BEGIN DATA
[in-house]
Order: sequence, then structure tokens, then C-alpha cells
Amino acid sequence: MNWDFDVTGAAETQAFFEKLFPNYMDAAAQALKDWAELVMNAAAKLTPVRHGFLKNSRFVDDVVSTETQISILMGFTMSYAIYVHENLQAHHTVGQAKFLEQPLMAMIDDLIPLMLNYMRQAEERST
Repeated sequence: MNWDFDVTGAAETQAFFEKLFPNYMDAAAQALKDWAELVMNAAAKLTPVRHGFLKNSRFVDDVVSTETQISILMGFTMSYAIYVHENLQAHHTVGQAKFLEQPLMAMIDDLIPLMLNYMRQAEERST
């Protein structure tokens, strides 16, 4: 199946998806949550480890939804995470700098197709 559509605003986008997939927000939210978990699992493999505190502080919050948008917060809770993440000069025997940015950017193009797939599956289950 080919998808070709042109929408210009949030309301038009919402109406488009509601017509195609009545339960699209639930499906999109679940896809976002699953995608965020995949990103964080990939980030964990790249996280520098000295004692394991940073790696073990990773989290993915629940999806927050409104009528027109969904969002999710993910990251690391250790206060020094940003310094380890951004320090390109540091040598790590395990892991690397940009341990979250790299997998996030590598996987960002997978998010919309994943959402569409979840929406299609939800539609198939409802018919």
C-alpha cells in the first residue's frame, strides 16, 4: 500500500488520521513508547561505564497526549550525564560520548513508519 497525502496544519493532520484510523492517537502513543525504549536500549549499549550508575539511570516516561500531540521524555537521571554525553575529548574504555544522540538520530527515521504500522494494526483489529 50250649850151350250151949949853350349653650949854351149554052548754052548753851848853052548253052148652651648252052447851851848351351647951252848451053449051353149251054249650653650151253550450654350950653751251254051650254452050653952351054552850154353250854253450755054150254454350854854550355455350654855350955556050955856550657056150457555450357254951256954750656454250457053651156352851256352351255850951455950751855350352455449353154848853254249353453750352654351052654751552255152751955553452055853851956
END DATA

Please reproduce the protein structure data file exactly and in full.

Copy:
[in-house]
Order: sequence, then structure tokens, then C-alpha cells
Amino acid sequence: MNWDFDVTGAAETQAFFEKLFPNYMDAAAQALKDWAELVMNAAAKLTPVRHGFLKNSRFVDDVVSTETQISILMGFTMSYAIYVHENLQAHHTVGQAKFLEQPLMAMIDDLIPLMLNYMRQAEERST
Repeated sequence: MNWDFDVTGAAETQAFFEKLFPNYMDAAAQALKDWAELVMNAAAKLTPVRHGFLKNSRFVDDVVSTETQISILMGFTMSYAIYVHENLQAHHTVGQAKFLEQPLMAMIDDLIPLMLNYMRQAEERST
């Protein structure tokens, strides 16, 4: 199946998806949550480890939804995470700098197709 559509605003986008997939927000939210978990699992493999505190502080919050948008917060809770993440000069025997940015950017193009797939599956289950 080919998808070709042109929408210009949030309301038009919402109406488009509601017509195609009545339960699209639930499906999109679940896809976002699953995608965020995949990103964080990939980030964990790249996280520098000295004692394991940073790696073990990773989290993915629940999806927050409104009528027109969904969002999710993910990251690391250790206060020094940003310094380890951004320090390109540091040598790590395990892991690397940009341990979250790299997998996030590598996987960002997978998010919309994943959402569409979840929406299609939800539609198939409802018919």
C-alpha cells in the first residue's frame, strides 16, 4: 500500500488520521513508547561505564497526549550525564560520548513508519 497525502496544519493532520484510523492517537502513543525504549536500549549499549550508575539511570516516561500531540521524555537521571554525553575529548574504555544522540538520530527515521504500522494494526483489529 50250649850151350250151949949853350349653650949854351149554052548754052548753851848853052548253052148652651648252052447851851848351351647951252848451053449051353149251054249650653650151253550450654350950653751251254051650254452050653952351054552850154353250854253450755054150254454350854854550355455350654855350955556050955856550657056150457555450357254951256954750656454250457053651156352851256352351255850951455950751855350352455449353154848853254249353453750352654351052654751552255152751955553452055853851956